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Court Casually Criticizes Bank Personnel's Inaction

by Sam Ott, BOL Guru

The defendant was a caregiver of an elderly customer. She enticed the customer to give her pre-signed checks without a designated payee. She filled in her own name or "cash" and cashed the checks. The defendant initially tried to cash the checks and was told the customer must be present. The defendant then had the customer accompany her to the bank when the withdrawals were made and the customer endorsed the items made payable to cash. On numerous occasions, bank tellers would question the customer regarding the transactions and even showed her the account balance. The customer always expressed her authorization of the transactions. The defendant ultimately withdrew approximately $135,000 from the customer's accounts.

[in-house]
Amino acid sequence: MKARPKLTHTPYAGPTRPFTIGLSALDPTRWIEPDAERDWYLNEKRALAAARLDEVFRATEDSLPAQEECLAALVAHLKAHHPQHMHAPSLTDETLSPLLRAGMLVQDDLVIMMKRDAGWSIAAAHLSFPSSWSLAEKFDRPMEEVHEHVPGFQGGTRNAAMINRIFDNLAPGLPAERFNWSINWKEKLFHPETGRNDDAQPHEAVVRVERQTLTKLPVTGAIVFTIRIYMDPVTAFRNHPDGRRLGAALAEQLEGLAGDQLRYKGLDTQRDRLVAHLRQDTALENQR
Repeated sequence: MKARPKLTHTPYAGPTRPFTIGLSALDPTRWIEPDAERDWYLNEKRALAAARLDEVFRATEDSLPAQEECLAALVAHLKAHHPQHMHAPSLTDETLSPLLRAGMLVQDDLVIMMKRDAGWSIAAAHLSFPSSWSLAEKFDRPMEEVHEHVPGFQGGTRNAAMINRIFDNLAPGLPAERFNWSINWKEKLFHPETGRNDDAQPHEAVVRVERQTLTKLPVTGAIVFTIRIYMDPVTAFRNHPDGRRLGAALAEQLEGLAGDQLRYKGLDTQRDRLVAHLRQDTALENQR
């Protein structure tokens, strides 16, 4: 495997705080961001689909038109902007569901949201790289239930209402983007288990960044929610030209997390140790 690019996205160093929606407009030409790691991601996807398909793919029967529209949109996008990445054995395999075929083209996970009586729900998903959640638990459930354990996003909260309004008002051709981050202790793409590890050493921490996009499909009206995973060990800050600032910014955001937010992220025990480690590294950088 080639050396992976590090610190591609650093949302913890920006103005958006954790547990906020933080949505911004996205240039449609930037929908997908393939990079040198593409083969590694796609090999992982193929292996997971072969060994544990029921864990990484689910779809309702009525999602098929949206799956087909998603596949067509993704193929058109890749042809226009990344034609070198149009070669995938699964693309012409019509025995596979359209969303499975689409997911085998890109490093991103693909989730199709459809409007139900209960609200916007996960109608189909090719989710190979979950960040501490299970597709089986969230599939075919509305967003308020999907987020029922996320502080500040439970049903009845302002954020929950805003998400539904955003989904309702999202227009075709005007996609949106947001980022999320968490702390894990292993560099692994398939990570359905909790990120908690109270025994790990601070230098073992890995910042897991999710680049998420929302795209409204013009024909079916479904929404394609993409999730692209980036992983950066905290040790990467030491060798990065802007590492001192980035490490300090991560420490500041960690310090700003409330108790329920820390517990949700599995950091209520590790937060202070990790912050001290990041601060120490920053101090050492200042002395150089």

It appears that the bank did everything possible to alert the customer to the possibility that the account was being depleted. The Court, however, stated "Despite suspicions over the validity of the withdrawals, given their frequency and the amount of cash being issued, bank staff never communicated with the police or their internal fraud investigators." The loss was borne by the customer and apparently no claim was made by the customer against the bank who did not suffer any loss.

The Court seems to intimate that further action on the bank's part should have been taken. Bankers, however, feel trapped within a Web of privacy laws and cases that restrict information disclosures.

The legal aspects of the case regarded the application of the Federal bank fraud statute, 18 U.S.C. 1344, to the actions of the defendant who was convicted of bank fraud and inducing someone to travel in interstate commerce in furtherance of a fraud scheme. The 3rd Circuit U.S. Court of Appeals of the Eastern District of Pennsylvania held that her actions did not constitute bank fraud because she only intended to defraud the customer and not the bank. Due to the fact that the defendant caused the customer to cross state lines to cash the checks, her conviction on that Federal charge was upheld.

First published on BankersOnline.com 1/15/03

First published on 01/15/2003

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